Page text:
Article 1, Section 8, Clause 12
[Volume 3, Page 145]
James Iredell, Marcus, Answers to Mr. Mason's Objections to the New Constitution1788Pamphlets 363--66
The subject of a standing army has been exhausted in so masterly a manner in two or three numbers of the Federalist (a work which I hope will soon be in every body's hands) that but for the sake of regularity in answering Mr. Mason's objections, I should not venture upon the same topic, and shall only presume to do so, with a reference for fuller satisfaction to that able performance. It is certainly one of the most delicate and proper cases for the consideration of a free people, and so far as a jealousy of this kind leads to any degree of caution not incompatible with the public safety, it is undoubtedly to be commended. Our jealousy of this danger has descended to us from our British ancestors; in that country they have a Monarch, [Volume 3, Page 146] whose power being limited, and at the same time his prerogatives very considerable, a constant jealousy of him is both natural and proper. The two last of the Stuarts having kept up a considerable body of standing forces in time of peace for the clear and almost avowed purpose of subduing the liberties of the people, it was made an article of the bill of rights at the revolution, "That the raising or keeping a standing army within the kingdom in time of peace, unless it be with the consent of Parliament, is against law;" but no attempt was made, or I dare say even thought of, to restrain the Parliament from exercise of that right. An army has been kept on foot annually by authority of Parliament, and I believe ever since the revolution they have had some standing troops; disputes have frequently happened about the number, but I don't recollect any objection by the most zealous patriot, to the keeping up of any at all. At the same time, notwithstanding the above practice of an annual vote (arising from a very judicious caution), it is still in the power of Parliament to authorize the keeping up of any number of troops for an indefinite time, and to provide for their subsistence for any number of years. Considerations of prudence, not constitutional limits to their authority, alone restrain such an exercise of it--our Legislature however will be strongly guarded, though that of Great Britain is without any check at all. No appropriations of money for military services can continue longer than two years. Considering the extensive services the general government may have to provide for upon this vast continent, no forces with any serious prospect of success could be attempted to be raised for a shorter time. Its being done for so short a period, if there were any appearance of ill designs in the government, would afford time enough for the real friends of their country to sound an alarm, and when we know how easy it is to excite jealousy of any government, how difficult for the people to distinguish from their real friends, those factious men who in every country are ready to disturb its peace for personal gratifications of their own, and those desperate ones to whom every change is welcome, we shall have much more reason to fear that the government may be overawed by groundless discontents, than that it should be able, if contrary to every probability such a government could be supposed willing, to effect any designs for the destruction of their own liberties as well as those of their constituents; for surely we ought ever to remember, that there will not be a man in the government but who has been either mediately or immediately recently chosen by the people, and that for too limited a time to make any arbitrary designs consistent with common sense, when every two years a new body of representatives with all the energy of popular feelings will come, to carry the strong force of a severe national control into every department of government. To say nothing of the one-third to compose the Senate coming at the same time, warm with popular sentiments, from their respective assemblies. Men may be sure to suggest dangers from any thing, but it may truly be said that those who can seriously suggest the danger of a premeditated attack on the liberties of the people from such a government as this, could with ease assign reasons equally plausible for mistrusting the integrity of any government formed in any manner whatever; and really it does seem to me, that all their reasons may be fairly carried to this position, that inasmuch as any confidence in any men would be unwise, as we can give no power but what may be grossly abused, we had better give none at all, but continue as we are, or resolve into total anarchy at once, of which indeed our present condition falls very little short. What sort of a government would that be which, upon the most certain intelligence that hostilities were meditated against it, could take no method for its defence till after a formal declaration of war, or the enemy's standard was actually fixed upon the shore? The first has for some time been out of fashion, but if it had not, the restraint these gentlemen recommend, would certainly have brought it into disuse with every power who meant to make war upon America. They would be such fools as to give us the only warning we had informed them we would accept of, before we would take any steps to counteract their designs. The absurdity of our being prohibited from preparing to resist an invasion till after it had actually taken place1 is so glaring, that no man can consider it for a moment without being struck with astonishment to see how rashly, and with how little consideration gentlemen, whose characters are certainly respectable, have suffered themselves to be led away by so delusive an idea. The example of other countries, so far from warranting any such limitation of power, is directly against it. That of England has already been particularly noticed. In our present articles of confederation there is no such restriction. It has been observed by the Federalist, that Pennsylvania and North Carolina appear to be the only States in the Union which have attempted any restraint of the Legislative authority in this particular, and that their restraint appears rather in the light of a caution than a prohibition; but notwithstanding that, Pennsylvania had been obliged to raise forces in the very face of that article of her bill of rights. That great writer from the remoteness of his situation, did not know that North Carolina had equally violated her bill of rights in a similar manner. The Legislature of that State in November, 1785, passed an act for raising 200 men for the protection of a county called Davidson county against hostilities from the Indians; they were to continue for two years from the time of their first rendezvous, unless sooner disbanded by the Assembly, and were to be subject to the same "rules with respect to their government as were established in the time of the late war by the Congress of the United States for the government of the Continental army." These are the very words of the act. Thus, from the examples of the only two countries in [Volume 3, Page 147] the world that I believe ever attempted such a restriction, it appears to be a thing incompatible with the safety of government. Whether their restriction is to be considered as a caution or a prohibition, in less than five years after peace the caution has been disregarded, or the prohibition disobeyed. Can the most credulous or suspicious men require stronger proof of the weakness and impolicy of such restraints?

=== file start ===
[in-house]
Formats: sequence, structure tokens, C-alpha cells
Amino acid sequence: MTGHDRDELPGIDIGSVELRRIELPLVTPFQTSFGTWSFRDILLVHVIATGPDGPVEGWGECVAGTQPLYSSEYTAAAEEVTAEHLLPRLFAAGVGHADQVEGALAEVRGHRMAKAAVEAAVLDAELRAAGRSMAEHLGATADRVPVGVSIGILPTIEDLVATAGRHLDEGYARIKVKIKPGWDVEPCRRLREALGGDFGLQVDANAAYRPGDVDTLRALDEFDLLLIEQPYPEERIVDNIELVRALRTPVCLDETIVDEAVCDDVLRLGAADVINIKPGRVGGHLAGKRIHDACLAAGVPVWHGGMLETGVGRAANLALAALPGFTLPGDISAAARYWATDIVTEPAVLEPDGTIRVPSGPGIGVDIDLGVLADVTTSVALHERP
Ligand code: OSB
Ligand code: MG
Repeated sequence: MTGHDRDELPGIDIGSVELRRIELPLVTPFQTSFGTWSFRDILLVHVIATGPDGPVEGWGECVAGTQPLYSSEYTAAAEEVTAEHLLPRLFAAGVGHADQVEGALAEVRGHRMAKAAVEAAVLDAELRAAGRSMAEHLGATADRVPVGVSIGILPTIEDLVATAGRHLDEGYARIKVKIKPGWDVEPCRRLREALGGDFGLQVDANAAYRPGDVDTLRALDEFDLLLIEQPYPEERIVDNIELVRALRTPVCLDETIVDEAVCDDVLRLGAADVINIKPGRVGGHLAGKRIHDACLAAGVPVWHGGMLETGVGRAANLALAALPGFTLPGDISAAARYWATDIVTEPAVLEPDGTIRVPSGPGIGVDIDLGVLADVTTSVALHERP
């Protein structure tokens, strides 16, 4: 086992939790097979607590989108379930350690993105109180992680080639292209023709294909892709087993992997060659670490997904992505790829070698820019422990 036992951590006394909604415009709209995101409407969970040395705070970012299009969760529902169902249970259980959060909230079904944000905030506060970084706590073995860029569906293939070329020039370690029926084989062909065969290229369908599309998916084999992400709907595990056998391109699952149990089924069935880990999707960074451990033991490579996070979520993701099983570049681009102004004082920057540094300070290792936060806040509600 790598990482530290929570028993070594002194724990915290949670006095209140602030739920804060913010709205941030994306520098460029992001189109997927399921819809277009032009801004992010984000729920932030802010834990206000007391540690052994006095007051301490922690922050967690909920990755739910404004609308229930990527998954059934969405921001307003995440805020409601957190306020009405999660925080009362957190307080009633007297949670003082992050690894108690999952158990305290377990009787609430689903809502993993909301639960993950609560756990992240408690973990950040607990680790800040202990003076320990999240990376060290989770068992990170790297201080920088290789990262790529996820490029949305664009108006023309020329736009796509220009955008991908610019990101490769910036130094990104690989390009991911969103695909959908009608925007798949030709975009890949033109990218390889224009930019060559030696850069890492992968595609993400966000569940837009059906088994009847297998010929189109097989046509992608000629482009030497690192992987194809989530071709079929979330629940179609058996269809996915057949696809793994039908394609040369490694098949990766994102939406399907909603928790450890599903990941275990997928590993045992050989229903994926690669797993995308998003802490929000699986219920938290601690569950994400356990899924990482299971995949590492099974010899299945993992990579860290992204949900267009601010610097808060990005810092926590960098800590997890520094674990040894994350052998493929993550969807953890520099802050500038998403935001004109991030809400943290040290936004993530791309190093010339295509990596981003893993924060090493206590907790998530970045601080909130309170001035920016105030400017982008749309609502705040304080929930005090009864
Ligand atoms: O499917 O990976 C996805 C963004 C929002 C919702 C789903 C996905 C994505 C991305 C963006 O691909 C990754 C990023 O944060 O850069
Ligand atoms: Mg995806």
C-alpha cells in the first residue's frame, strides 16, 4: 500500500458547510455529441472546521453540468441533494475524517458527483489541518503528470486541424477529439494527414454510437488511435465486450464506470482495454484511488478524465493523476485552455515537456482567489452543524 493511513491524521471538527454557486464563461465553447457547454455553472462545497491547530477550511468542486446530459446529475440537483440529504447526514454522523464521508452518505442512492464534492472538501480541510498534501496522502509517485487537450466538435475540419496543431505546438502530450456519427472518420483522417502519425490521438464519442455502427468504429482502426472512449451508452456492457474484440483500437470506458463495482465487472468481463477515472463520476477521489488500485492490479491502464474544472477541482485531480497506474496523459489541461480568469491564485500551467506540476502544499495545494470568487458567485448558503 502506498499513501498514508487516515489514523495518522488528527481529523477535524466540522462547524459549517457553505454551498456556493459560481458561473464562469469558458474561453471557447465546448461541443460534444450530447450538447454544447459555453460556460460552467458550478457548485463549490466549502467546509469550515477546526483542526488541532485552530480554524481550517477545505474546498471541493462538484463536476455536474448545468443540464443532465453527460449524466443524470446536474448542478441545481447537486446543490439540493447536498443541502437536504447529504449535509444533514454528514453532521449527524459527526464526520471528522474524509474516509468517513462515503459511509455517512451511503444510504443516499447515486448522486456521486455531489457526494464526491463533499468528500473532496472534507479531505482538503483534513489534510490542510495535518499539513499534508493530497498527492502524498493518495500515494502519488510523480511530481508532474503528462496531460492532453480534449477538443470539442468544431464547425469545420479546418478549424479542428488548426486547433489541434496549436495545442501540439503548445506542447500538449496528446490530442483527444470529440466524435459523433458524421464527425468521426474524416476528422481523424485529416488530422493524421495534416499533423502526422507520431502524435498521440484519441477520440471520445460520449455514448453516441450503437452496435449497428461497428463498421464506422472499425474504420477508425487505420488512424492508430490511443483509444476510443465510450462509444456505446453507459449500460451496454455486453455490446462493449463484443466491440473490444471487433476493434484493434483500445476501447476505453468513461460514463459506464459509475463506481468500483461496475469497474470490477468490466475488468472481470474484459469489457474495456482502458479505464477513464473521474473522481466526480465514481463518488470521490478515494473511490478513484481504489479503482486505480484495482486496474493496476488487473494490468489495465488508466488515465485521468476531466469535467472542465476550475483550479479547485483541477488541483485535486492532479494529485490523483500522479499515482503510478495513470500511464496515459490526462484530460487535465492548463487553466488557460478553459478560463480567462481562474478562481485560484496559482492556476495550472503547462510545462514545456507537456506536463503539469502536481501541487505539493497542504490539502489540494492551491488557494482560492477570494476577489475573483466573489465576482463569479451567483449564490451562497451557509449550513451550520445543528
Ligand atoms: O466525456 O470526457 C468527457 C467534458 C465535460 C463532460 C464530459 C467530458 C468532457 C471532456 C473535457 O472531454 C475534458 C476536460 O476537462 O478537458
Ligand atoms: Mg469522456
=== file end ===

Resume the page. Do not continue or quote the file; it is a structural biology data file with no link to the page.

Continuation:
Ford, Paul Leicester, ed. Pamphlets on the Constitution of the United States, Published during Its Discussion by the People, 1787--1788. Brooklyn, 1888. Reprint. New York: De Capo Press, 1968.
© 1987 by The University of Chicago